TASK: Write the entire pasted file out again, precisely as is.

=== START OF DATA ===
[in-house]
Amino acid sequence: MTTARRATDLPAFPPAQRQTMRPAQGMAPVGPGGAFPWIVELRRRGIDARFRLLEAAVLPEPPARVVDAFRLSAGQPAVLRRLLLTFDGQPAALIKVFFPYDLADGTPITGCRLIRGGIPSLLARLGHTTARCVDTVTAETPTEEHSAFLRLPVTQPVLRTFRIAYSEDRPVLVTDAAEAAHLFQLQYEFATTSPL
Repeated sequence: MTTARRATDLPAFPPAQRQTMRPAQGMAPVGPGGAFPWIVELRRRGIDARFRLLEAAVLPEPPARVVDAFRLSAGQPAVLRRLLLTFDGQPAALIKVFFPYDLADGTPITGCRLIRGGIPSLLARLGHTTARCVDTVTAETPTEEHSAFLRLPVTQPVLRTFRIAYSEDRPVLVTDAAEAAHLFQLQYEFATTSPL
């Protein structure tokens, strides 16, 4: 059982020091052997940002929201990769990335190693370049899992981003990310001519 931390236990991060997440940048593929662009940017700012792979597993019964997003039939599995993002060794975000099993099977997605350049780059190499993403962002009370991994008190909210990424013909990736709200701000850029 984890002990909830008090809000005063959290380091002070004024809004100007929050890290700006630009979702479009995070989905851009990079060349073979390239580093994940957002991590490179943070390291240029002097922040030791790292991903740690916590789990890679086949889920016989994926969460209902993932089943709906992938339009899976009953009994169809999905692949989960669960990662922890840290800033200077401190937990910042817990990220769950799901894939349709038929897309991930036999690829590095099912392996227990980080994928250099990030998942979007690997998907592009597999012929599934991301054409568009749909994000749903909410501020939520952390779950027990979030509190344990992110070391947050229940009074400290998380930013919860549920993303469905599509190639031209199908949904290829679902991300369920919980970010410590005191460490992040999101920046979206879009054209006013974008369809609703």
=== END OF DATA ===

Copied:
[in-house]
Amino acid sequence: MTTARRATDLPAFPPAQRQTMRPAQGMAPVGPGGAFPWIVELRRRGIDARFRLLEAAVLPEPPARVVDAFRLSAGQPAVLRRLLLTFDGQPAALIKVFFPYDLADGTPITGCRLIRGGIPSLLARLGHTTARCVDTVTAETPTEEHSAFLRLPVTQPVLRTFRIAYSEDRPVLVTDAAEAAHLFQLQYEFATTSPL
Repeated sequence: MTTARRATDLPAFPPAQRQTMRPAQGMAPVGPGGAFPWIVELRRRGIDARFRLLEAAVLPEPPARVVDAFRLSAGQPAVLRRLLLTFDGQPAALIKVFFPYDLADGTPITGCRLIRGGIPSLLARLGHTTARCVDTVTAETPTEEHSAFLRLPVTQPVLRTFRIAYSEDRPVLVTDAAEAAHLFQLQYEFATTSPL
């Protein structure tokens, strides 16, 4: 059982020091052997940002929201990769990335190693370049899992981003990310001519 931390236990991060997440940048593929662009940017700012792979597993019964997003039939599995993002060794975000099993099977997605350049780059190499993403962002009370991994008190909210990424013909990736709200701000850029 984890002990909830008090809000005063959290380091002070004024809004100007929050890290700006630009979702479009995070989905851009990079060349073979390239580093994940957002991590490179943070390291240029002097922040030791790292991903740690916590789990890679086949889920016989994926969460209902993932089943709906992938339009899976009953009994169809999905692949989960669960990662922890840290800033200077401190937990910042817990990220769950799901894939349709038929897309991930036999690829590095099912392996227990980080994928250099990030998942979007690997998907592009597999012929599934991301054409568009749909994000749903909410501020939520952390779950027990979030509190344990992110070391947050229940009074400290998380930013919860549920993303469905599509190639031209199908949904290829679902991300369920919980970010410590005191460490992040999101920046979206879009054209006013974008369809609703």